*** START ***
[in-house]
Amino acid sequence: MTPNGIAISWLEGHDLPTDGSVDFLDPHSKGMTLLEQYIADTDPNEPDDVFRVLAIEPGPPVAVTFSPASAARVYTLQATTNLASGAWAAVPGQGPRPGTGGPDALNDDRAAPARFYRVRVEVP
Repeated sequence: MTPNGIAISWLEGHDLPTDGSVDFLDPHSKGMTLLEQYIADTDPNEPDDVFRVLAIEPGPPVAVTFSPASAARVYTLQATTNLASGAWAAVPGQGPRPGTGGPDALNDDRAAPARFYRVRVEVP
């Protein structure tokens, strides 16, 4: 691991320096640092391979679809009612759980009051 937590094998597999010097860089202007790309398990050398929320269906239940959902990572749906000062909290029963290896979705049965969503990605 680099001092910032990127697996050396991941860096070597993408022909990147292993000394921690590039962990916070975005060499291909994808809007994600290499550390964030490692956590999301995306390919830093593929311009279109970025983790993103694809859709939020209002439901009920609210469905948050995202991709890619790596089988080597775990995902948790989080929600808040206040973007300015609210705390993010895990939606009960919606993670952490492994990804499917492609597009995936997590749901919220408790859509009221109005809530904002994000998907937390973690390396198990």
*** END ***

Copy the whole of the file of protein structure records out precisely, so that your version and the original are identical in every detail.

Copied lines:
[in-house]
Amino acid sequence: MTPNGIAISWLEGHDLPTDGSVDFLDPHSKGMTLLEQYIADTDPNEPDDVFRVLAIEPGPPVAVTFSPASAARVYTLQATTNLASGAWAAVPGQGPRPGTGGPDALNDDRAAPARFYRVRVEVP
Repeated sequence: MTPNGIAISWLEGHDLPTDGSVDFLDPHSKGMTLLEQYIADTDPNEPDDVFRVLAIEPGPPVAVTFSPASAARVYTLQATTNLASGAWAAVPGQGPRPGTGGPDALNDDRAAPARFYRVRVEVP
């Protein structure tokens, strides 16, 4: 691991320096640092391979679809009612759980009051 937590094998597999010097860089202007790309398990050398929320269906239940959902990572749906000062909290029963290896979705049965969503990605 680099001092910032990127697996050396991941860096070597993408022909990147292993000394921690590039962990916070975005060499291909994808809007994600290499550390964030490692956590999301995306390919830093593929311009279109970025983790993103694809859709939020209002439901009920609210469905948050995202991709890619790596089988080597775990995902948790989080929600808040206040973007300015609210705390993010895990939606009960919606993670952490492994990804499917492609597009995936997590749901919220408790859509009221109005809530904002994000998907937390973690390396198990």